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Inside Dentistry

November 2011, Volume 7, Issue 10
Published by AEGIS Communications


The Dental Renaissance

Using art and science to restore function and esthetics in the edentulous patient.

By Wilson J. Kwong, DMD

Treating edentulous patients evolved recently with improved techniques, material science advances, and greater understanding of the physiological effects of tooth loss.1 Conventional prostheses provided little support to patients often suffering from loss of chewing efficiency, phonetics, collapse of vertical dimension, and the appearance of premature aging.1 Lost orofacial support also coincided with impaired oral function, pain, lack of retention, instability, and nutritional and psychological changes, including lowered self-esteem and altered self-image.2 Although prosthetic retention could potentially solve these issues, early attempts to fix metal framework-based prostheses to surrounding dentition did not provide long-term restorative stability, often leading to fractured abutment teeth, additional restorative work or tooth extraction.3

As dental professionals realized the need to address edentulous patients’ esthetic and functional demands, a renaissance in prosthetic dentistry occurred, ushering in a new standard of care.2 Combining the science of function and the art of esthetics, implant-supported fixed prostheses garnered greater acceptance.2 Although early attempts at implant placement failed to provide viable retention, new implant materials and techniques offer edentulous patients enhanced function and stability.2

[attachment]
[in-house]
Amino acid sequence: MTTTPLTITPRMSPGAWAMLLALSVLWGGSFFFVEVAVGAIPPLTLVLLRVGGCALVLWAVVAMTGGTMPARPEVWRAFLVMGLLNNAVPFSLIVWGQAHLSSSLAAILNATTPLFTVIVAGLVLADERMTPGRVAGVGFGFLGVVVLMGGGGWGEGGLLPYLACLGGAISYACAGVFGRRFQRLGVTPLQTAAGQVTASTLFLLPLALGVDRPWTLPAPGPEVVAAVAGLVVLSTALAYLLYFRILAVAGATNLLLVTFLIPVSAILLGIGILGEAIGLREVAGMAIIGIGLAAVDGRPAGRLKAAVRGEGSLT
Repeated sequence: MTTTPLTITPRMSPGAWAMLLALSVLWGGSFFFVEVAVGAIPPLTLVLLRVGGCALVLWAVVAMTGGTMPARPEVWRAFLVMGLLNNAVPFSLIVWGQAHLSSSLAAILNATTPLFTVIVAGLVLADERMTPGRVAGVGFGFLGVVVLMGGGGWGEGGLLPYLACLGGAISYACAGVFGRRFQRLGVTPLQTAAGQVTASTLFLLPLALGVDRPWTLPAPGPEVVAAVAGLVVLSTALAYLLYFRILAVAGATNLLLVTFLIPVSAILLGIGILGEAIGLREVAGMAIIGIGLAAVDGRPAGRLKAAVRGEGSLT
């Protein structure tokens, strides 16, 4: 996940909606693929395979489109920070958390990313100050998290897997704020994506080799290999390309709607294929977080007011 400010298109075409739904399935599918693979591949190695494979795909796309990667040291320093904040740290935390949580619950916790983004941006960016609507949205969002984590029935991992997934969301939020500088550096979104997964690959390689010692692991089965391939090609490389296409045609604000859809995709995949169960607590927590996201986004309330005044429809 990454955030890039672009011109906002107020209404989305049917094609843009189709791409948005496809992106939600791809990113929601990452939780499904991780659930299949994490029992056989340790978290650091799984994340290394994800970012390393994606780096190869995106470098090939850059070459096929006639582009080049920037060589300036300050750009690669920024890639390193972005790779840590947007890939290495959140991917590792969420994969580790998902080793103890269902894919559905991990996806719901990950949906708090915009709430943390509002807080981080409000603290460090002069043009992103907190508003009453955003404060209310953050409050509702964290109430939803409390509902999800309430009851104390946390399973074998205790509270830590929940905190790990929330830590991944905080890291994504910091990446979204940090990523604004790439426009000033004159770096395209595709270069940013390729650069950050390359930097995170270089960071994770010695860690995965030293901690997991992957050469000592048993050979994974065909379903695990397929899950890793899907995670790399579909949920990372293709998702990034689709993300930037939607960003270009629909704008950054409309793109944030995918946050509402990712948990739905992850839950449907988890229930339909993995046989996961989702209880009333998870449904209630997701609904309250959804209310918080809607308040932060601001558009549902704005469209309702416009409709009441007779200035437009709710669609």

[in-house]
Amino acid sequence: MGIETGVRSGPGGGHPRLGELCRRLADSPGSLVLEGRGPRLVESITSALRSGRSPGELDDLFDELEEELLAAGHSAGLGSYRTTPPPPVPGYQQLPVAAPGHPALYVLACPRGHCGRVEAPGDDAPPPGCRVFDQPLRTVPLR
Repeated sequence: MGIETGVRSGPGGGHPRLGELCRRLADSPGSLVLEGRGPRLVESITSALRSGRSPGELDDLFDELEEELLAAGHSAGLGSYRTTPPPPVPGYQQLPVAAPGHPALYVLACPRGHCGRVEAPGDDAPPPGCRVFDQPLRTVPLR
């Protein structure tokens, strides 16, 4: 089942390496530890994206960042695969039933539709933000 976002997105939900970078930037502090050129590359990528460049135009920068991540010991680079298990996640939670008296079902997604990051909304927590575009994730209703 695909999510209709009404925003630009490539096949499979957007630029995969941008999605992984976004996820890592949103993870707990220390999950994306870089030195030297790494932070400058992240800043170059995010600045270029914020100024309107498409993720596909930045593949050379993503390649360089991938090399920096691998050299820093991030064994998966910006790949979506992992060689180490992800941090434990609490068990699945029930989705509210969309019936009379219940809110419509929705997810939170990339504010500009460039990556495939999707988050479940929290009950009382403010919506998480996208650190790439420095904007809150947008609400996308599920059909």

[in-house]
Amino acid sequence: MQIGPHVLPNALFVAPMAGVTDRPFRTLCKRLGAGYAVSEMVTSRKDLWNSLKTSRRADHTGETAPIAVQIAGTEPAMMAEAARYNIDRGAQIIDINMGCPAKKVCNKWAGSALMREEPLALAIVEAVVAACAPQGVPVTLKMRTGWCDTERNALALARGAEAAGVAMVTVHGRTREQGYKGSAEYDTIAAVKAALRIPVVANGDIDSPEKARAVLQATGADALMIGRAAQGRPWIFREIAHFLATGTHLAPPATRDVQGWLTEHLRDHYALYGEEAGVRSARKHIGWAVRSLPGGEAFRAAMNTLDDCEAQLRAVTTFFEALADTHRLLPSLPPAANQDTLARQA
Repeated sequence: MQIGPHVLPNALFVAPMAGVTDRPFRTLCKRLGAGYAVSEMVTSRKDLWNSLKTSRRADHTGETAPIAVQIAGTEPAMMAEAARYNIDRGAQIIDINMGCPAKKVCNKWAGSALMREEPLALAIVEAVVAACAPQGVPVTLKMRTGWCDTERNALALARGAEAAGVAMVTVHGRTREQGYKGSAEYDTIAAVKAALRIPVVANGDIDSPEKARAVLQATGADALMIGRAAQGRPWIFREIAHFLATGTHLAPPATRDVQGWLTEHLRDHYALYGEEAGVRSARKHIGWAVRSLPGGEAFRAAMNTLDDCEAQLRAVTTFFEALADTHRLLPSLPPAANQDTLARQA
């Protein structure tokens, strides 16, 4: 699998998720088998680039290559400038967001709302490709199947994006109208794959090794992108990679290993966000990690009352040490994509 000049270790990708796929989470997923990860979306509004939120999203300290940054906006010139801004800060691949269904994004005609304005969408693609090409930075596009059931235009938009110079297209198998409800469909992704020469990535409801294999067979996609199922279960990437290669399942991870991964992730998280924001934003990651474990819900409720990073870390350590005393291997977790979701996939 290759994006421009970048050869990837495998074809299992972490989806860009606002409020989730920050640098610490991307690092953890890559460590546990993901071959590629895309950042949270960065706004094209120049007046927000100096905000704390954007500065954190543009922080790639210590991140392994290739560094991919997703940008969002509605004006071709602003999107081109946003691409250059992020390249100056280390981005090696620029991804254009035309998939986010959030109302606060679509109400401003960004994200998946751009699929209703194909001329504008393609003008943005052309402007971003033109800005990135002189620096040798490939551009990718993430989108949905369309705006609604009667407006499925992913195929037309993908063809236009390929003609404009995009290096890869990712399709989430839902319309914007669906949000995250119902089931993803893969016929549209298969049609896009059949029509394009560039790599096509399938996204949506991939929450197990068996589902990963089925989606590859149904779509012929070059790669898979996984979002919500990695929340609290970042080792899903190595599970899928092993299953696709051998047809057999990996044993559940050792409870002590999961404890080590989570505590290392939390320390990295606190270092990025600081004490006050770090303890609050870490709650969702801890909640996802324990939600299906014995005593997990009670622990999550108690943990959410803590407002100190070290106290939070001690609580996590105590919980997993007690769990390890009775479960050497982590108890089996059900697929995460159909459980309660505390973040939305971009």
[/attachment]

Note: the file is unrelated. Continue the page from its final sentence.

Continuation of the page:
Implant techniques and materials that osseointegrate reduce the loss of orofacial support caused by bone loss. Stability improves by placing two to four implants.2 Patients benefit from the support and comfort, since they no longer struggle to keep their prosthesis in place with their cheek, tongue, and gums.2 However, the mastication forces created by implant support—in addition to patient esthetic demands—required stronger framework materials and more lifelike denture teeth.3,4 Utilizing CAD/CAM technologies, all-ceramic frameworks composed of materials like zirconia offer improved strength and durability, while the addition of highly esthetic layering ceramics veneered on frameworks creates implant retained prostheses indistinguishable from surrounding dentition.3,4

Technique and Material Considerations

A variety of implant techniques, implant materials, and all-ceramics are available. Those selected should provide edentulous patients with optimal function and natural esthetics.

All-on-4

The All-on-4™ treatment concept (Nobel Biocare, www.nobelbiocare.com) provides an immediately loaded full-arch fixed dental prosthesis with four implants.5-8 Indicated for mandibular and maxillary arches, the All-on-4 concept improves stability, function, and comfort while preventing excessive bone loss.5-7

The technique can safely be used even when patients present with minimal bone volume.2 Two posterior implants are tilted to allow use of longer implants when there is minimum bone volume.6,9 When the implants are tilted and longer, bone-to-implant contact is improved, without negatively affecting load distribution,6,9 which reduces the need for vertical bone augmentations.6,9 The technique enables dentists or surgeons to anchor the implants in higher quality anterior bone to reduce cantilevers and improve prosthesis support.6,9